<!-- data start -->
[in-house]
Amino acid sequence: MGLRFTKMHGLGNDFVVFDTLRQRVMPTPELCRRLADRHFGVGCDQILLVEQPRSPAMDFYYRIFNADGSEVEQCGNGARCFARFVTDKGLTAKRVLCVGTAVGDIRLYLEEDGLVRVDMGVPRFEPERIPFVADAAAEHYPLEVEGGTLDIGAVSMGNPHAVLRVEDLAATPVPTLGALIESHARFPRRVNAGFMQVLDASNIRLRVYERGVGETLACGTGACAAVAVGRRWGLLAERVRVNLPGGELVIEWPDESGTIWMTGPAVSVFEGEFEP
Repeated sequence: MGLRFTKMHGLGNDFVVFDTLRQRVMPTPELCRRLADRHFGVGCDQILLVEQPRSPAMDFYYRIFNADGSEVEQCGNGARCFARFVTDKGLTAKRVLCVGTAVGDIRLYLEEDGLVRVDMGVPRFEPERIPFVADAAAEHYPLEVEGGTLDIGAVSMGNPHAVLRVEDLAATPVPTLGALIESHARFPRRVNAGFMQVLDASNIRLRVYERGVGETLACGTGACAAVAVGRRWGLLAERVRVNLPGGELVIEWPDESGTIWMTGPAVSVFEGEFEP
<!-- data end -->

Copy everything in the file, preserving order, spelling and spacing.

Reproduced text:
[in-house]
Amino acid sequence: MGLRFTKMHGLGNDFVVFDTLRQRVMPTPELCRRLADRHFGVGCDQILLVEQPRSPAMDFYYRIFNADGSEVEQCGNGARCFARFVTDKGLTAKRVLCVGTAVGDIRLYLEEDGLVRVDMGVPRFEPERIPFVADAAAEHYPLEVEGGTLDIGAVSMGNPHAVLRVEDLAATPVPTLGALIESHARFPRRVNAGFMQVLDASNIRLRVYERGVGETLACGTGACAAVAVGRRWGLLAERVRVNLPGGELVIEWPDESGTIWMTGPAVSVFEGEFEP
Repeated sequence: MGLRFTKMHGLGNDFVVFDTLRQRVMPTPELCRRLADRHFGVGCDQILLVEQPRSPAMDFYYRIFNADGSEVEQCGNGARCFARFVTDKGLTAKRVLCVGTAVGDIRLYLEEDGLVRVDMGVPRFEPERIPFVADAAAEHYPLEVEGGTLDIGAVSMGNPHAVLRVEDLAATPVPTLGALIESHARFPRRVNAGFMQVLDASNIRLRVYERGVGETLACGTGACAAVAVGRRWGLLAERVRVNLPGGELVIEWPDESGTIWMTGPAVSVFEGEFEP